Monday, January 2, 2012

REVIEW: The Grapes of Wrath by John Steinbeck

It is unusually written. There are chapters that are from a completely different point of view and style of writing. The flow of the book is wonderful in that it moves from person to person to place and to creature in such a way that it does not seem out of place. The changes that the family go through are ones that most people today would never conceive of. Changes in the family dynamic, in their way of life, in their very morals and views of the world. Despite the wonderful body and depth of the novel I must admit that the final page is rather creepy.
 It is interesting to note how the flow of the novel exists in the way that Steinbeck moves from one character to the next, despite the points where he seems to jump to a seemingly random individual or character as it was for chapter three with the turtle.  In the first chapter the focus is on the dust which can be viewed as a character in itself as it plays an important role throughout the novel.  The chapter also gives a glimpse of what is coming in the later part of the novel with its intrusion of the houses.  The second chapter starts at the truck-stop and follows the truck driver as he speaks with his hitchhiker Joel.  The chapter ends with Joel leaving the truck driver to drive on leaving Joel behind, this sort of gives the impression that we will be following either the driver or the hitchhiker and yet this is not so.  The third chapter starts without a focus on the side of the highway itself and ends with the turtle and its impact with the truck (likely that of the truck-driver from the previous chapter.  Then in chapter four Joel reappears as the focus and meets up with the turtle on his journey.  The seemingly random change in view is actually a flow from character to character to get the reader to their final 'destination' character.  I really like how Steinbeck did this as it gives a greater variety to the book and yet remains cohesive.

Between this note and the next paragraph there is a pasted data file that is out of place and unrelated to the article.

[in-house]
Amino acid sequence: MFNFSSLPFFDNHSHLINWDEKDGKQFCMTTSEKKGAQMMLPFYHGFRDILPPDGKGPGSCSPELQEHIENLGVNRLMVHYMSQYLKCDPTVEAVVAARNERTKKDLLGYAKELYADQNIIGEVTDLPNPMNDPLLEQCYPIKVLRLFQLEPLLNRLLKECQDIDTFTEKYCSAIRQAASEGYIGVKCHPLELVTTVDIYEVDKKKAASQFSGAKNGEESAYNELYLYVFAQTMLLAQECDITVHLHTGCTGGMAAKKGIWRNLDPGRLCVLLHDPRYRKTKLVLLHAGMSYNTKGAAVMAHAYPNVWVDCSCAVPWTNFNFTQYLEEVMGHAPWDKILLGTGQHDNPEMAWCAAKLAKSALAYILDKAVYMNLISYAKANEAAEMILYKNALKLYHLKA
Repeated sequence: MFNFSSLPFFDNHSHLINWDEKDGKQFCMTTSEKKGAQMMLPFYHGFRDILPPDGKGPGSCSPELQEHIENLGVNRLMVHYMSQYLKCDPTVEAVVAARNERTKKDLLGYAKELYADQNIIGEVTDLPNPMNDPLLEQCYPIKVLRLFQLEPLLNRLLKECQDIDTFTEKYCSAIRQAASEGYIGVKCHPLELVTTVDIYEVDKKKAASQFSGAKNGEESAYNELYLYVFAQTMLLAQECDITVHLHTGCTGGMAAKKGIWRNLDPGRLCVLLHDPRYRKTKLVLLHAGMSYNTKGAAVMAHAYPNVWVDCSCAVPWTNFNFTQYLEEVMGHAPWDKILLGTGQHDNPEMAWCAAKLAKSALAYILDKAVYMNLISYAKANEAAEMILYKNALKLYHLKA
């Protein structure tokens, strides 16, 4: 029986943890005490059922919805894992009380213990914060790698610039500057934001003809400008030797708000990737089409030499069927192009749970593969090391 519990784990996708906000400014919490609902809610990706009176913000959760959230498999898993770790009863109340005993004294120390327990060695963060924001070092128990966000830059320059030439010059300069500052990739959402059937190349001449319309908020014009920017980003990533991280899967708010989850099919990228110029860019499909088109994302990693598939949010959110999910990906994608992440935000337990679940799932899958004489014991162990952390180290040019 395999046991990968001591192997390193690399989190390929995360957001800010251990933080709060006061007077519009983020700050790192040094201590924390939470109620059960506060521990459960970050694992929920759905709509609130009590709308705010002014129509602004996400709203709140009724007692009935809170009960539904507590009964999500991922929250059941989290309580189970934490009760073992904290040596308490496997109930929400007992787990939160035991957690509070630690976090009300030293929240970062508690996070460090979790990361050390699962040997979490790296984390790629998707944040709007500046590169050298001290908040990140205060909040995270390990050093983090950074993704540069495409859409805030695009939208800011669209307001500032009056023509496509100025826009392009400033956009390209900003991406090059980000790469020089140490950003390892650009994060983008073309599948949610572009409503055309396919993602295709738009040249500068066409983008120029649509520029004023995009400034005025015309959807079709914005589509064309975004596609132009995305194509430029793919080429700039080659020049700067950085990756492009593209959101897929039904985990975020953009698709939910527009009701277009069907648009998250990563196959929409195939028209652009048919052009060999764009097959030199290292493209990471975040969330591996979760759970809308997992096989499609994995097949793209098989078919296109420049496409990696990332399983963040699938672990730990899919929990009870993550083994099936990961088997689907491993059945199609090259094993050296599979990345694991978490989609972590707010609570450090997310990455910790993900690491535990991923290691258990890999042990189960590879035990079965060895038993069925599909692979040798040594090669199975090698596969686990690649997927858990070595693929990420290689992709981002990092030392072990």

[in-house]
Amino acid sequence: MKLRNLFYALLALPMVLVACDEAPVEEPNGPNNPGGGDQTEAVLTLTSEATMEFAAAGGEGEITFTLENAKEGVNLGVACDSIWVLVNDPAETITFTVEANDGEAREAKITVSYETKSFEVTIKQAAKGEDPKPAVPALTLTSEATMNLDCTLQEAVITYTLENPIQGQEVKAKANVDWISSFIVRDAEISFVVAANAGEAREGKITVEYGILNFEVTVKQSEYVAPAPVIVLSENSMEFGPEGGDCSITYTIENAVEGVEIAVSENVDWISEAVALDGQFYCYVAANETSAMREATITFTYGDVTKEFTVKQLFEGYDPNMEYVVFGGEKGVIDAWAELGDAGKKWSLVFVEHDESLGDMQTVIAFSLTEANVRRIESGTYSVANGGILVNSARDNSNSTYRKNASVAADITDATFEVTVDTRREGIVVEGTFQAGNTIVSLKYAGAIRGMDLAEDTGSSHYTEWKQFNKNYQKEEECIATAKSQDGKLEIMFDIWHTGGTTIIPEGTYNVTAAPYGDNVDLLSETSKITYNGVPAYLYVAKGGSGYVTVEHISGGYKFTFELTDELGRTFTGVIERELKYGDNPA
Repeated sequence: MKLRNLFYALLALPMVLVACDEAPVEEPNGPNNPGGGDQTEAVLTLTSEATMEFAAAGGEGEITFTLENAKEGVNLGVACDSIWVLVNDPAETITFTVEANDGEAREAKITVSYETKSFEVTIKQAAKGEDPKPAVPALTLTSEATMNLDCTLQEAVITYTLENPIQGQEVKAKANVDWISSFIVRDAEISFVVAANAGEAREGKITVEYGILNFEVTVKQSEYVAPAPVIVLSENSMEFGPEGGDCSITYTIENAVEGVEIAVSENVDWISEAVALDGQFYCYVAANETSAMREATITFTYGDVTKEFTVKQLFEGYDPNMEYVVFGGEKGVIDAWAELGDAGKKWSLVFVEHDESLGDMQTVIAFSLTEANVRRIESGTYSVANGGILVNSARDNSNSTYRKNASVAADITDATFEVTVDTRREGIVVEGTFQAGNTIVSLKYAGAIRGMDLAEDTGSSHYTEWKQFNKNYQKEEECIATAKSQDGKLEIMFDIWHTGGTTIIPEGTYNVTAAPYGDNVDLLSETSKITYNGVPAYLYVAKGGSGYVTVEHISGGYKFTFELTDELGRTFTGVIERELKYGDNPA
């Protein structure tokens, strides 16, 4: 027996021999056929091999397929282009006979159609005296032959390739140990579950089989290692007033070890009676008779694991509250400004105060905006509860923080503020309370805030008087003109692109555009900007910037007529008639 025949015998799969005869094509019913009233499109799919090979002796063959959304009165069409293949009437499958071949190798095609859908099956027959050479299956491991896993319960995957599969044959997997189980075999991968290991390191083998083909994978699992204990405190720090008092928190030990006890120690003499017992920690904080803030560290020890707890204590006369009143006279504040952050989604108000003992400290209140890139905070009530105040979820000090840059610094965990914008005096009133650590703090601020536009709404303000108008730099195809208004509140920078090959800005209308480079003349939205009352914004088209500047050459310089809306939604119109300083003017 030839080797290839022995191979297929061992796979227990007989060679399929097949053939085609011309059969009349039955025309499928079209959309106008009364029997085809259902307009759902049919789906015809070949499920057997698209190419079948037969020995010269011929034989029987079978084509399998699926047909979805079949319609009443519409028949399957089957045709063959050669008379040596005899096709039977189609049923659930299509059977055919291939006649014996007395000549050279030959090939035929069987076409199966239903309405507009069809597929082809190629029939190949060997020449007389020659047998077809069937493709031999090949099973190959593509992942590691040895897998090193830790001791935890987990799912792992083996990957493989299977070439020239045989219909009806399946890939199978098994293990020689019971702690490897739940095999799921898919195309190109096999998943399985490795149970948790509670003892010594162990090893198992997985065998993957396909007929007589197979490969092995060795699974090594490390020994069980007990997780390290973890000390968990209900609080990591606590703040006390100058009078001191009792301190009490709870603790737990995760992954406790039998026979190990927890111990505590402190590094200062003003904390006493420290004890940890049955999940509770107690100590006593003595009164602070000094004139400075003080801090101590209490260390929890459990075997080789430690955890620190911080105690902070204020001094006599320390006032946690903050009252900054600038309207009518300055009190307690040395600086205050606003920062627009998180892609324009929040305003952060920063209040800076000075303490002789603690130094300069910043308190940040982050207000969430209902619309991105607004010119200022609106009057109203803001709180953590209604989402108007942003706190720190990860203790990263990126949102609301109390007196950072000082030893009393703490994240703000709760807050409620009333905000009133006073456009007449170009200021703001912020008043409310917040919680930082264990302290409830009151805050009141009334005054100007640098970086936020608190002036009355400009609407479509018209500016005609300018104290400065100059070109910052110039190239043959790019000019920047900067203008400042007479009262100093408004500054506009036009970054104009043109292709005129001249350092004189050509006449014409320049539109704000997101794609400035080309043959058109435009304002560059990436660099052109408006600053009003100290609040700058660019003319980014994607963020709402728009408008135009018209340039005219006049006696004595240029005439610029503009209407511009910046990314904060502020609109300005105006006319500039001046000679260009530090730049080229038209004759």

Another aspect I found interesting was the inclusion of so many animals and the amount of detail given to them.  The pill bug is tramping through the grass and the death of the red ant by the turtle.  There is the cat at the abandoned farmhouse that is told of having eaten the entrails of the rabbits the men skinned and how it approached and interacted with them.  Even more intriguing is the attention paid to the dogs. There is a good portion of a page in chapter eight given to a group of dogs going after the lone female among them.  Then later when Tommy arrives at Uncle Johns ranch he is greeted by two dogs which are given personalities and their own viewpoints on his arrival.  And later at the second to last page of chapter ten Pa calls for the dogs and only one comes, but Pa states that there were three.  Why were only two dogs introduced and we are not informed which dog leaves. Why is that?

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